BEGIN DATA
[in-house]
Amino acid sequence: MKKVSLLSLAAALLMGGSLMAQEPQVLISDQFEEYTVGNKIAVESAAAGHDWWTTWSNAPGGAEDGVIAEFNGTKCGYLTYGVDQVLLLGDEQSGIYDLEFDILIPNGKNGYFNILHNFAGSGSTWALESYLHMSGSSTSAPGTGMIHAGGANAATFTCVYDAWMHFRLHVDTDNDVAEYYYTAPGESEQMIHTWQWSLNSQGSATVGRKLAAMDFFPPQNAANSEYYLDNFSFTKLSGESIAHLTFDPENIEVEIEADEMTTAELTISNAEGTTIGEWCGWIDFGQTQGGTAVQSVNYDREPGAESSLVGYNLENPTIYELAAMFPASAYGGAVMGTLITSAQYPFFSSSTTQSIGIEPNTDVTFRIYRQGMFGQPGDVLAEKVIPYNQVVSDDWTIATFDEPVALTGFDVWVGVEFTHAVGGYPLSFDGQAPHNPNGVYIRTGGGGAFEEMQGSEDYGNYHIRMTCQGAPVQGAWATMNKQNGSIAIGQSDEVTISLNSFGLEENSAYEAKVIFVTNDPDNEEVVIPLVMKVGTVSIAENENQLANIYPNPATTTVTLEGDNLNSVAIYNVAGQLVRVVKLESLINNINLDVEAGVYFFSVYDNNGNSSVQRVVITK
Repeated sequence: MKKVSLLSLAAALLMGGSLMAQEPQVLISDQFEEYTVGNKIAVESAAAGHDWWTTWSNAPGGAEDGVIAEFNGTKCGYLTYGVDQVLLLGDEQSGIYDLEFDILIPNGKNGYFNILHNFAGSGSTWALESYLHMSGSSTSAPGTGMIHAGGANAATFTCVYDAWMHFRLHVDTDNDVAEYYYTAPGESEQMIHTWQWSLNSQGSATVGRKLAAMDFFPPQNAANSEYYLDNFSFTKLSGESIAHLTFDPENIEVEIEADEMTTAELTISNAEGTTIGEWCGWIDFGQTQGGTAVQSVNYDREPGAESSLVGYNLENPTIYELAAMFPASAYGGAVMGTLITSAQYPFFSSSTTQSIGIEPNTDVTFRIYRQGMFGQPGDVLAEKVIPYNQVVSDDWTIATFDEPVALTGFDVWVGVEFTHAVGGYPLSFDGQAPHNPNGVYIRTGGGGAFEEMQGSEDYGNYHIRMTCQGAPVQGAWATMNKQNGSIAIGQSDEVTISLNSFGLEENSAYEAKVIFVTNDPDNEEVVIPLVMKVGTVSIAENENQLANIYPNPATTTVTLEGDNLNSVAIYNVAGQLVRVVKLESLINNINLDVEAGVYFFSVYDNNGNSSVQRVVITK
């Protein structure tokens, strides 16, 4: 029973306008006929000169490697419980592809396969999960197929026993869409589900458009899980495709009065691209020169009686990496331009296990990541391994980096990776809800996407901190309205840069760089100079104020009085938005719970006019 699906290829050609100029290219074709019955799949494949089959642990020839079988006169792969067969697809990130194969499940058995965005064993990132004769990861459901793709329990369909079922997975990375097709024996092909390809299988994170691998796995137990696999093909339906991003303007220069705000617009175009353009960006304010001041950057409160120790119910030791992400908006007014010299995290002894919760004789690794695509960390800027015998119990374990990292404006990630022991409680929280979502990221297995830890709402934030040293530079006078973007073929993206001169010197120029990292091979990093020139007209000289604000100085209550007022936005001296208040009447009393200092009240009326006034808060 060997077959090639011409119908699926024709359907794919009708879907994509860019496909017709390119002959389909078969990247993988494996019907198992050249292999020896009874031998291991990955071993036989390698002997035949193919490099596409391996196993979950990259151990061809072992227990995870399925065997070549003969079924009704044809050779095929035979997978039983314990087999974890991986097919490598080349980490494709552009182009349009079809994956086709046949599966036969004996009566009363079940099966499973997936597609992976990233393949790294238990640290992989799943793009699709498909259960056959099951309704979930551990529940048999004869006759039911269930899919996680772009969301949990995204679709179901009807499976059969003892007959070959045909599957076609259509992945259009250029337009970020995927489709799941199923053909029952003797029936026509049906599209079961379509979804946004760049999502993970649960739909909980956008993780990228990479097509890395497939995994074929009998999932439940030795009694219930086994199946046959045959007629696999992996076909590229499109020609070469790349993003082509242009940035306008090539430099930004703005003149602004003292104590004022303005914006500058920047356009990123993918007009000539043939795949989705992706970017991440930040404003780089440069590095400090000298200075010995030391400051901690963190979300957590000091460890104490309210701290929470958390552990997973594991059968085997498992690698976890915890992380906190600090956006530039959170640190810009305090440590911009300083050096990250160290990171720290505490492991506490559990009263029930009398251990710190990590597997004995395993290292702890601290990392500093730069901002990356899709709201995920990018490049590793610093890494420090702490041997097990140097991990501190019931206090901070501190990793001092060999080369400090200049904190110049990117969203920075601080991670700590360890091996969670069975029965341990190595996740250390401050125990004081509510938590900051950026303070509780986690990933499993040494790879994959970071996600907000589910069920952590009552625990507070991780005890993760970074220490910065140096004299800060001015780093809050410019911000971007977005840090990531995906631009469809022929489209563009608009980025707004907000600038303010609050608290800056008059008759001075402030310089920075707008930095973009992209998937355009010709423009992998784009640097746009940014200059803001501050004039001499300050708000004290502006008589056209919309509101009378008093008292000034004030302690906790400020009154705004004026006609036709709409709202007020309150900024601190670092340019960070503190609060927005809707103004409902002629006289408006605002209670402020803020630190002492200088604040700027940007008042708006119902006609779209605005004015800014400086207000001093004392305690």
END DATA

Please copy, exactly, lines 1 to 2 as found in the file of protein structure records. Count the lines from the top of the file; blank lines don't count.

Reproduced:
[in-house]
Amino acid sequence: MKKVSLLSLAAALLMGGSLMAQEPQVLISDQFEEYTVGNKIAVESAAAGHDWWTTWSNAPGGAEDGVIAEFNGTKCGYLTYGVDQVLLLGDEQSGIYDLEFDILIPNGKNGYFNILHNFAGSGSTWALESYLHMSGSSTSAPGTGMIHAGGANAATFTCVYDAWMHFRLHVDTDNDVAEYYYTAPGESEQMIHTWQWSLNSQGSATVGRKLAAMDFFPPQNAANSEYYLDNFSFTKLSGESIAHLTFDPENIEVEIEADEMTTAELTISNAEGTTIGEWCGWIDFGQTQGGTAVQSVNYDREPGAESSLVGYNLENPTIYELAAMFPASAYGGAVMGTLITSAQYPFFSSSTTQSIGIEPNTDVTFRIYRQGMFGQPGDVLAEKVIPYNQVVSDDWTIATFDEPVALTGFDVWVGVEFTHAVGGYPLSFDGQAPHNPNGVYIRTGGGGAFEEMQGSEDYGNYHIRMTCQGAPVQGAWATMNKQNGSIAIGQSDEVTISLNSFGLEENSAYEAKVIFVTNDPDNEEVVIPLVMKVGTVSIAENENQLANIYPNPATTTVTLEGDNLNSVAIYNVAGQLVRVVKLESLINNINLDVEAGVYFFSVYDNNGNSSVQRVVITK